# Partitioning an array into as many contiguous sections as possible

Given an array A of positive integers, find the maximum number of contiguous sections under the condition that the sum of the first section is >= than the sum of the second section, the sum of the second is >= than the sum of the third, and so on.

I know dynamic programming is needed. I thought about brute force of computing all possible partitions and then converting this algorithm into a memoized version.

Another idea is to go backward through the array, starting with the last element as one partition, and then adding up elements until their sum is >= than the sum of the next section.

Any suggestions are very welcome.

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What your last algo will do with (3,3,3,3,3,1,2)? –  n.m. Mar 6 '13 at 4:00

This is an interesting problem. It resembles to the original partition problem except that here the sum of partitions needs to be in an monotonically increasing order. The dynamic programming recurrence relation is given as below:

``````numP[i] = max {numP[i-j] + 1} for those values of j (1<=j<=i) such that sum(A[i-j,i-j+1,...,i] >= lastSum[i-j])
= 1 for i = 1

lastSum[i] = the sum of the last partition in numP[i] solution.
= A[0] for i = 1;

lastI[i] = starting index of the last partition in numP[i] solution; // this is needed to obtain the partitions in the solution
``````

Here `numP[i]` represents the maximum number of partitions that can be obtained using first `i` elements of the array (array not zero-indexed). We recursively try to find all possible solutions considering the `ith` element of the array, and output the maximum number of partitions obtained. `j` represents the index from where the last partition starts. `lastSum[i]` and `lastI[i]` are already defined above.

Here is the java implementation of the dynamic programming solution.

``````void getMaxPartitions (int[] A) {

int len = A.length;
int[] numP = new int[len+1];
int[] lastSum = new int[len+1];
int[] lastI = new int[len+1];

numP[1] = 1;
lastSum[1] = A[0];
lastI[1] = 0;
for (int i = 2; i <= len; i++) {
int maxIndex = 0;
int maxPs = 0;
int maxSum = 0;
for(int j = 1; j <= i; j++) {
int sum = 0;
for(int k = i-j; k < i; k++) {
sum += A[k];
}
if(sum >= lastSum[i-j]) {
if(maxPs < numP[i-j] + 1) {
maxPs = numP[i-j]+1;
maxSum = sum;
maxIndex = i-j;
}
}
}
numP[i] = maxPs;
lastSum[i] = maxSum;
lastI[i] = maxIndex;
}
System.out.println("max partitions = " + numP[len]);
int i = len;
while (i > 0) {
System.out.println(lastSum[i]);
i = lastI[i];
}
}
``````

The program is tested for the following inputs and the results are given below:

``````(1) {3,4,7,1,5,4,11}     max partitions = 5 {3,4,8,9,11}
(2) {1,2,3,4,5,6,7,11}   max partitions = 8 {1,2,3,4,5,6,7,11}
(3) {1,1,1,1,1,1,1,1,1}  max partitions = 9 {1,1,1,1,1,1,1,1,1}
(4) {9,8,7,6,5,4,3,2,1}  max partitions = 3 {9,15,21}
(5) {40,8,7,6,5,4,3,2,1} max partitions = 1 {76}
``````
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A greedy algorithm as suggested in the question would not work. You might think that the last element of the list should indeed be a partition of its own but here is a counter example:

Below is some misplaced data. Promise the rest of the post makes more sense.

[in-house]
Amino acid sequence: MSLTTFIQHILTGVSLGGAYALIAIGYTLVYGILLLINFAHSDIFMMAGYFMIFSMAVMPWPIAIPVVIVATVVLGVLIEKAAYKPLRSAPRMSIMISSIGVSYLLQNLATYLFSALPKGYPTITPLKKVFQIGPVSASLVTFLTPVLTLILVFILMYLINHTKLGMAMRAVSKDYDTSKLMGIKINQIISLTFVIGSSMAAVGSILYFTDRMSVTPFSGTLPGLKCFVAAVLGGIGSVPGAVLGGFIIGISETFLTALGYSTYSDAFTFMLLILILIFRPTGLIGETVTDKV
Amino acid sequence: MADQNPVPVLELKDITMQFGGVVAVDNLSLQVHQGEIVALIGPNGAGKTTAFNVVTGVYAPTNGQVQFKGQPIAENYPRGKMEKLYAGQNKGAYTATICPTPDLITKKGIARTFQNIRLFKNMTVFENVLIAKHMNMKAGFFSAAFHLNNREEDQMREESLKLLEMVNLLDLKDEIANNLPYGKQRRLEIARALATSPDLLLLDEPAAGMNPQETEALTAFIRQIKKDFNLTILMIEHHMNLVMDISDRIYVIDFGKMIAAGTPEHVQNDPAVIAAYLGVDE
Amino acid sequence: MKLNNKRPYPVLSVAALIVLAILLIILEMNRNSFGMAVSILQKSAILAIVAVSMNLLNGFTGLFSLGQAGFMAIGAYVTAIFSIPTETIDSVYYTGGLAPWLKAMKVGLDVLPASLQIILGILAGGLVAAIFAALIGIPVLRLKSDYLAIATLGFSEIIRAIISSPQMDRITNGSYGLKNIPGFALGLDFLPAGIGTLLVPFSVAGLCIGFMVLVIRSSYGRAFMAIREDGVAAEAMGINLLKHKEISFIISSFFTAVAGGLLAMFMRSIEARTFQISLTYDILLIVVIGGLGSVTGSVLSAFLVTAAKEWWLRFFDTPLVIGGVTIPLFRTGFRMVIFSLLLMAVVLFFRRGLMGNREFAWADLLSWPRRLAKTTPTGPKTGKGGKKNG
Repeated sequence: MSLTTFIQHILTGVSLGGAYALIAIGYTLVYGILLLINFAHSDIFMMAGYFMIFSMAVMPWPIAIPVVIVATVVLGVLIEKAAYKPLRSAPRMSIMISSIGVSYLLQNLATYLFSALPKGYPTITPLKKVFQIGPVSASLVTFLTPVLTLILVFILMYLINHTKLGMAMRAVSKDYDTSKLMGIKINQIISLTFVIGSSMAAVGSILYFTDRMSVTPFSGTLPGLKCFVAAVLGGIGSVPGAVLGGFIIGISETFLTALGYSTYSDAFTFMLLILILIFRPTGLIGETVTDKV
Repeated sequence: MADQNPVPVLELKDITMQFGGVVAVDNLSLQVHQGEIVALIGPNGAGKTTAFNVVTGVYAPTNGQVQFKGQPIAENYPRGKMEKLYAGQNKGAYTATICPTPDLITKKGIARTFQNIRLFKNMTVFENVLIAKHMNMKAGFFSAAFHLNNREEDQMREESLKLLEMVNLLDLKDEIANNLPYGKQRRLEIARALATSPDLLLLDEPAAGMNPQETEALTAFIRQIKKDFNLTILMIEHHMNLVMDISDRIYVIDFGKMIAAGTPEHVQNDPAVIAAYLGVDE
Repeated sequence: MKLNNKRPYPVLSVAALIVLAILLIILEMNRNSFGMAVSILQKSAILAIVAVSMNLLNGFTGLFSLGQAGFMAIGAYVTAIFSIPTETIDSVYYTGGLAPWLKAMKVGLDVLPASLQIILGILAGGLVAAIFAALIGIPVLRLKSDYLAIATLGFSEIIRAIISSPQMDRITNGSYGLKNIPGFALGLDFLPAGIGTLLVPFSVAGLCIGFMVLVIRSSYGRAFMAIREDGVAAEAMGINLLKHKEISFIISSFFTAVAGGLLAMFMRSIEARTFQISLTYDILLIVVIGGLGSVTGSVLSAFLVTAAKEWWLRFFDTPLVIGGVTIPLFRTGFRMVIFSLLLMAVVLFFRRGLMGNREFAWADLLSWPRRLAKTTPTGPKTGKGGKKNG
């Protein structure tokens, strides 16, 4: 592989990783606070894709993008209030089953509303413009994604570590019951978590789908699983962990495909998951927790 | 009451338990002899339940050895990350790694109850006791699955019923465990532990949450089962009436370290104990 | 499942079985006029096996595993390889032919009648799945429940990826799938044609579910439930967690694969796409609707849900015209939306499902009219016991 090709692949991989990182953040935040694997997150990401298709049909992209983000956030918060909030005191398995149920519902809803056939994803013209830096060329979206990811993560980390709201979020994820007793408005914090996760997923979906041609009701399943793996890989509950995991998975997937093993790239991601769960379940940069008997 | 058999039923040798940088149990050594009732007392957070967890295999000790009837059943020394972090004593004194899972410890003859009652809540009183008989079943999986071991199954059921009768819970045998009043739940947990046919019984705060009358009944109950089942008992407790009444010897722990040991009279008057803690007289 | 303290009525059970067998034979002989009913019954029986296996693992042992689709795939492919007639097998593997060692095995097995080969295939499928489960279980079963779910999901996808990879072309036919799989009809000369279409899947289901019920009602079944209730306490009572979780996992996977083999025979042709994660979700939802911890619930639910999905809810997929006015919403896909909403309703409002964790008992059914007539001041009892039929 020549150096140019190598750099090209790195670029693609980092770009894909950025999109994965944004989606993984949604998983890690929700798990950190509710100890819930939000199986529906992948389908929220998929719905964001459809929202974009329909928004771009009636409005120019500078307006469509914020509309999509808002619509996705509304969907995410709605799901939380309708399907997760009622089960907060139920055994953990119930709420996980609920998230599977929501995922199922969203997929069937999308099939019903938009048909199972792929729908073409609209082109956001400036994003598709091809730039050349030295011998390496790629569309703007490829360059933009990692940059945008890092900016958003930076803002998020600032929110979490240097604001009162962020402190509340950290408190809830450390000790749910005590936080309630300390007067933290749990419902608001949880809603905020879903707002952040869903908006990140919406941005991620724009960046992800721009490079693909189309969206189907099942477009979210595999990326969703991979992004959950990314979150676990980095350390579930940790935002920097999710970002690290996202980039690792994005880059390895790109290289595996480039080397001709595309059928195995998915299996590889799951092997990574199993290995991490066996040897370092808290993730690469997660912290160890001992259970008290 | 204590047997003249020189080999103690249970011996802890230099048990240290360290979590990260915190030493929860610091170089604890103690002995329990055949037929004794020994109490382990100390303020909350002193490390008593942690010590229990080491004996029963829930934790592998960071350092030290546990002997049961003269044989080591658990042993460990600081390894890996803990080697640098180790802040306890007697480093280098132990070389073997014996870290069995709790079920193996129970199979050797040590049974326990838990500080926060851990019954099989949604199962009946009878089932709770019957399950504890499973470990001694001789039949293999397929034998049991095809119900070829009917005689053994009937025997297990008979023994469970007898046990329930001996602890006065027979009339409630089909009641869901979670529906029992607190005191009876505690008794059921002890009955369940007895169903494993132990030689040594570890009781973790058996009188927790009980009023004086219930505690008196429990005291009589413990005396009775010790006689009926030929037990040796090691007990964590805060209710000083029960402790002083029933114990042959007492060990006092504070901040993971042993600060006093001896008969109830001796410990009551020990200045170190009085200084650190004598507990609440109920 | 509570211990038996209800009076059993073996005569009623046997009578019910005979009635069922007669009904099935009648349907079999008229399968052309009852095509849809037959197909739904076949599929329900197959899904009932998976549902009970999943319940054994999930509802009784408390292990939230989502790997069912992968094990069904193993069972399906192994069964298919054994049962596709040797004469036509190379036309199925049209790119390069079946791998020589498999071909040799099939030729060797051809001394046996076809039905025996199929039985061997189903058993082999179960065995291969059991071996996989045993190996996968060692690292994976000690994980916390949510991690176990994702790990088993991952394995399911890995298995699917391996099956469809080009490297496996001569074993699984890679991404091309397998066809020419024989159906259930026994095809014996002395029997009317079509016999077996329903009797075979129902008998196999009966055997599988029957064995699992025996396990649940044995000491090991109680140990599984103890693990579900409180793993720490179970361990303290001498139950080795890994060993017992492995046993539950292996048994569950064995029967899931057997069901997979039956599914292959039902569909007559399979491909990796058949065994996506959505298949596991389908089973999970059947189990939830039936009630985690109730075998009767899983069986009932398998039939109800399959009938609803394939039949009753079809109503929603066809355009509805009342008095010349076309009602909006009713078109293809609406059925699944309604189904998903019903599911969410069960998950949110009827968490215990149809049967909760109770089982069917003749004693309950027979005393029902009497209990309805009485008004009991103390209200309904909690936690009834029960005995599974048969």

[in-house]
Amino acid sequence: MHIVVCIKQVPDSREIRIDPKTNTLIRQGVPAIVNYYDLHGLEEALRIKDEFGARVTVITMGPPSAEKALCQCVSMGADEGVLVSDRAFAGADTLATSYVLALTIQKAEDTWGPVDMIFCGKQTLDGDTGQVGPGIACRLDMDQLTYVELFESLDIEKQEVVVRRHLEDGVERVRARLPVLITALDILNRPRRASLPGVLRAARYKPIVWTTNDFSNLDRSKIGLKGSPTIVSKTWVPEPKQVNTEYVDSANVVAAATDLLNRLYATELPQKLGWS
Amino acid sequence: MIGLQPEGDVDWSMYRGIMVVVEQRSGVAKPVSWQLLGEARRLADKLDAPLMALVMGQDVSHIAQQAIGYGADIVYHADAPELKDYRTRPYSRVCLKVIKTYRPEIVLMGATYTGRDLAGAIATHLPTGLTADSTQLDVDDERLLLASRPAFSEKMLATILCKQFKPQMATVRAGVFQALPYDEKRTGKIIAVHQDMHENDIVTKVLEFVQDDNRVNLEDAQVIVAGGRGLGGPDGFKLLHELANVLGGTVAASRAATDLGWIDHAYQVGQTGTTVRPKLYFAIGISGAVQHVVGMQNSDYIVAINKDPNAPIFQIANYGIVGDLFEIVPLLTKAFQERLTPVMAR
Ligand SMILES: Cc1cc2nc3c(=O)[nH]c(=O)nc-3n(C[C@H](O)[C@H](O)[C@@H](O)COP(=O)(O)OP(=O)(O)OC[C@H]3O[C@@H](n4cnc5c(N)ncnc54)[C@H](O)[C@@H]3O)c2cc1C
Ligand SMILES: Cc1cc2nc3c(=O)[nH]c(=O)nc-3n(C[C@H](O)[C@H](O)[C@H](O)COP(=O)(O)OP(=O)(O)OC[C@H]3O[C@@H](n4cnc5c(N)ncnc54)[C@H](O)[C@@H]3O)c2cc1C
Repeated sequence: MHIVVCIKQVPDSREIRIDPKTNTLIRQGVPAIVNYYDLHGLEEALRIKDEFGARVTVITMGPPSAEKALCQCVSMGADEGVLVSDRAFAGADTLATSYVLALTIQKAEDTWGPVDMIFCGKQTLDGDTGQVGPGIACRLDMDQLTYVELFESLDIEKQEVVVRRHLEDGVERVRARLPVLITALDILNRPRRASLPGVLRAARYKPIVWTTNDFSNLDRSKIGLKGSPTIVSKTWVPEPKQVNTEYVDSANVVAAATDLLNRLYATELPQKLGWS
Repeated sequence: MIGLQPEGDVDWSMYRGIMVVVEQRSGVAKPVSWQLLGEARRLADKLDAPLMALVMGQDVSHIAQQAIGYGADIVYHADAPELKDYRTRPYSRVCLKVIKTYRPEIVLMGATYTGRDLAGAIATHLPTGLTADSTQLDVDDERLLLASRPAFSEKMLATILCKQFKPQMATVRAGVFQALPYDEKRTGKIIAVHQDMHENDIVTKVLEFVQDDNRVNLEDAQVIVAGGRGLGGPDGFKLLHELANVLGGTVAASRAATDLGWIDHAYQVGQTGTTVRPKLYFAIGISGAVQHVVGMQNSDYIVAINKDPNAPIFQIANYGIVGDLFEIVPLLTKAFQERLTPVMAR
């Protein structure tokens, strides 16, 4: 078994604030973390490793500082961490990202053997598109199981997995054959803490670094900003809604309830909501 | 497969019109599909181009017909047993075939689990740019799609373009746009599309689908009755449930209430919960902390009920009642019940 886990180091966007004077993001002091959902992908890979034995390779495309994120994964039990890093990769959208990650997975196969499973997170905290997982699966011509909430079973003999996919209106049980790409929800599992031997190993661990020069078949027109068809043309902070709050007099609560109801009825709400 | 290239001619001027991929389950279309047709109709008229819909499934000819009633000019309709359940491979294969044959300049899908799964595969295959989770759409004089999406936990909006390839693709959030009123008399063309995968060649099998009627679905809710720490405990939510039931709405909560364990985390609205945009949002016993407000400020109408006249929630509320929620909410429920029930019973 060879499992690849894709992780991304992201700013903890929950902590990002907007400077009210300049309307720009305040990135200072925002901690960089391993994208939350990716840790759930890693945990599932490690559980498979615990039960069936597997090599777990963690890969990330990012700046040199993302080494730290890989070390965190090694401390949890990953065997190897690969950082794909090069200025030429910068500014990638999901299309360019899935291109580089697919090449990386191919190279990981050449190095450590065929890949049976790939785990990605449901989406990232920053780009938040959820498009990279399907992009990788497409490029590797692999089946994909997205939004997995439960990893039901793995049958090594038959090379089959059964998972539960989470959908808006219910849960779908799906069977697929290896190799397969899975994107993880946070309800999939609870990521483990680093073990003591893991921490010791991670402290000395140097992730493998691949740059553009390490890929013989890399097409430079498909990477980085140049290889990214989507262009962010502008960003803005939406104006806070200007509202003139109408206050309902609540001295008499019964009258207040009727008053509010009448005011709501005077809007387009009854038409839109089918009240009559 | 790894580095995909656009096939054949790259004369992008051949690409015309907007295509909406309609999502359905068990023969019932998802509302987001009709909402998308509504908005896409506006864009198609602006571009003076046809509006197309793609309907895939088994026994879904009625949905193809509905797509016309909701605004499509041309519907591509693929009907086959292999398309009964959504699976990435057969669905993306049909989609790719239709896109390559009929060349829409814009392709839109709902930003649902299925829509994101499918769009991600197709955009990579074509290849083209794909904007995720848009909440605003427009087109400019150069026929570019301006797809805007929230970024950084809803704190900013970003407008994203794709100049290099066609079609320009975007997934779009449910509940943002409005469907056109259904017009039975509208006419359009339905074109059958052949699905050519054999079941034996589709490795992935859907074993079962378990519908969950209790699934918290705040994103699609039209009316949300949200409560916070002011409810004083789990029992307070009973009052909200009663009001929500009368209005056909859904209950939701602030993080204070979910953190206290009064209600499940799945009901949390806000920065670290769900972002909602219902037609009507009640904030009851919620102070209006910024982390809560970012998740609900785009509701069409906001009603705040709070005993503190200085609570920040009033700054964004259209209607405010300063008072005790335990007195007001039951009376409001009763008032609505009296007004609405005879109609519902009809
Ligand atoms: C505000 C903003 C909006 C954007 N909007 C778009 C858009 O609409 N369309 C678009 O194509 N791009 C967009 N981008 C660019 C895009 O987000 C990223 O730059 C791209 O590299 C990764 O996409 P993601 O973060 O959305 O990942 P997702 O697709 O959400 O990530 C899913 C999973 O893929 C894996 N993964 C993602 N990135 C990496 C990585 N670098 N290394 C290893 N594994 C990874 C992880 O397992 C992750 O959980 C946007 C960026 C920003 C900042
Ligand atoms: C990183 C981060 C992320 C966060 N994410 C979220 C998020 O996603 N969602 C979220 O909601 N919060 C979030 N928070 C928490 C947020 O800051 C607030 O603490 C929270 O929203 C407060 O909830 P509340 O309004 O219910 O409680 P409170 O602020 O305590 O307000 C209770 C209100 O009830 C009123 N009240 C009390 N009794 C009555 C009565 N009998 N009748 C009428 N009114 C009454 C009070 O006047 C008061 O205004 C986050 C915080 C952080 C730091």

[16,15,1,5,7]

If you have 7 as one partition you end up with 2 partitions. But 16,15,(1+5+7) is a better solution.

I suggest you take a look at Integer/Discrete Programming via Branch and Bound

You start from the last item, your branches are your different choices for selecting partitions (n for the last item), you check feasibility of a partial solution by considering the >= rule and your objective function is to max the number of partitions. A good bounding function is that you assume all the remaining items will be partitions of size 1.

Another suggestion I have is to rephrase the question after reversing the list, it would be more intuitive. Reverse the list and change the rule to <= and start from the beginning instead of the end.

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I was initially going for a greedy algorithm, but indeed one needs to implement a dynamic one here.

Starting from the end seems intuitively easier. The main idea is that for a given step in the recursion, we have an established set of partitions, an ongoing one, and the rest of the sequence. Then, the algorithm must choose the fittest solution between adding the next (or previous element if going backward, which is what we do in the code below) to the current partition, and completing the partitioning, or terminating the current partition here and completing the partitioning (if applicable: the current partition may not be reaching the minimum sum to be terminated at this step).

We must keep track of the partitioning `p`, the current position `i`, the accumulated sum so far `s` for the current section, and he previous sum `s'`.

Here is a possible implementation in OCaml (code not tested):

``````let  partition_by_growing_sums a =
let n = Array.length a in
let rec pbgs p s s' i =
if i < 0 then  1 + List.length l, l::p
else let x = a.(i) in
if x+s >= s' then
let n1, l1 = pbgs p (x+s) s' (pred i)
and n2, l2 = pbgs (i::p) 0 (x+s) (pred i) in
if n1 > n2 then n1, l1 else n2, l2
else pbgs p (x+s) s' (pred i)
in pbgs [] 0 0 (pred n)
``````

For memoizing, you need to keep track of the best partitioning done from each position onward (or backward), but this partitioning depends on the sum reached by the partition following (or preceding) that position, thus any computation memoized would only be useful with a partitioning leading to the same state for this position. I am not sure this would be very effective.

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